The cycle of low-income families having to rebuild with bamboo every few years has resulted in bamboo being regarded as a “poor family’s building material.” Habitat Nepal is working to change that perception by inviting community members and officials to visit the cement bamboo frame homes. The visitors can ask residents questions about their experiences with the homes’ durability. Habitat Nepal also advocates to change policies at both the local and federal level in favor of building with bamboo and works to secure government funding to build more homes.
Local governments will provide approximately 50% of cost share for the 500 homes that will be built using cement bamboo frame technology in Eastern Terai through the Habitat-Hilti Foundation partnership. During this building phase, Habitat Nepal plans to engage in market research and testing to engage potential homeowners, financial institutions that can provide loan options for treated bamboo housing solutions, and other important partners to gather data that supports a financially sustainable model that will help increase the availability of affordable housing.
Habitat and the Hilti Foundation are using a phased approach to address and support every aspect of the value chain that will be required to ensure a viable market for cement bamboo frame technology homes in Nepal long-term. “Ultimately, the goal is to scale the inventory of adequate and appropriate housing,” says Enid Madarcos, Habitat Asia-Pacific’s senior manager for urban, land and policy.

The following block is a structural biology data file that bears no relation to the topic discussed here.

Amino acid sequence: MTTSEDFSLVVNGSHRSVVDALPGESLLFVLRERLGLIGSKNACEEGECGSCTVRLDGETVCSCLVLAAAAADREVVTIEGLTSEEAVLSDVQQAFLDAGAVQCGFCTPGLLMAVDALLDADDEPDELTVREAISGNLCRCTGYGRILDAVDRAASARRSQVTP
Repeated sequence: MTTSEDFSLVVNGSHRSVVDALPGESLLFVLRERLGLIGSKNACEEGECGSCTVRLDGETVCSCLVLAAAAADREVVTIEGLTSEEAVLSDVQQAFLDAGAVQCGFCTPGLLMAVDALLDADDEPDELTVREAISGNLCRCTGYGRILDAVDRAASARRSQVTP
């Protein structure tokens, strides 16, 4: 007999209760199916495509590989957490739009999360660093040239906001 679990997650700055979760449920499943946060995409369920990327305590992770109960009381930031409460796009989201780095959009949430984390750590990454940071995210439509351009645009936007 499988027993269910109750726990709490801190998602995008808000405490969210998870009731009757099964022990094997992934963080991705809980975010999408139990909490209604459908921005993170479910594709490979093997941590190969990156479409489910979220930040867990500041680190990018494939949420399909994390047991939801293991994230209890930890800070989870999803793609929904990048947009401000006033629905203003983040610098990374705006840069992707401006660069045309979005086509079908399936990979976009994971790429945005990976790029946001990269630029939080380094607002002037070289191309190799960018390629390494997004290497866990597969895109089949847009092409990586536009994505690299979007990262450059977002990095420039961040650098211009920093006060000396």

The Habitat-Hilti Foundation partnership is working toward the goal of cement bamboo frame technology becoming a self-sustaining industry in Nepal that operates independently and successfully within the country. In order to reach that goal, relationships with the local farming community must be strengthened to ensure the growth and harvest of high-quality bamboo, a sufficient number of treatment centers must be in place to efficiently process enough bamboo to meet demand, the construction workforce must be educated on how to properly build using cement bamboo frame technology and an informed customer base has to be motivated to purchase homes built with the technology.
Fostering dreams and new opportunities through innovative housing
“Home is a start to nurturing every small and big dream of an individual and families,” says Eliza. “By ensuring homes for families that are safe, durable, disaster-resilient and environmentally sound, the Habitat-Hilti Foundation project is contributing immensely to both socio-economic development and environmental sustainability in Nepal.”
Working together to bring innovative housing technologies like cement-bamboo frame technology to scale globally is essential to creating a world where everyone has a decent place to live. “In both Nepal and the Philippines, we are seeing how an innovative housing solution can make a life-changing difference for families,” says Johann Baar, director of affordable housing and technology at the Hilti Foundation and member of the Hilti Foundation executive board. “We are excited to continue to work together with Habitat and a diverse coalition of partners to promote housing and process innovations that have significant scale and impact.”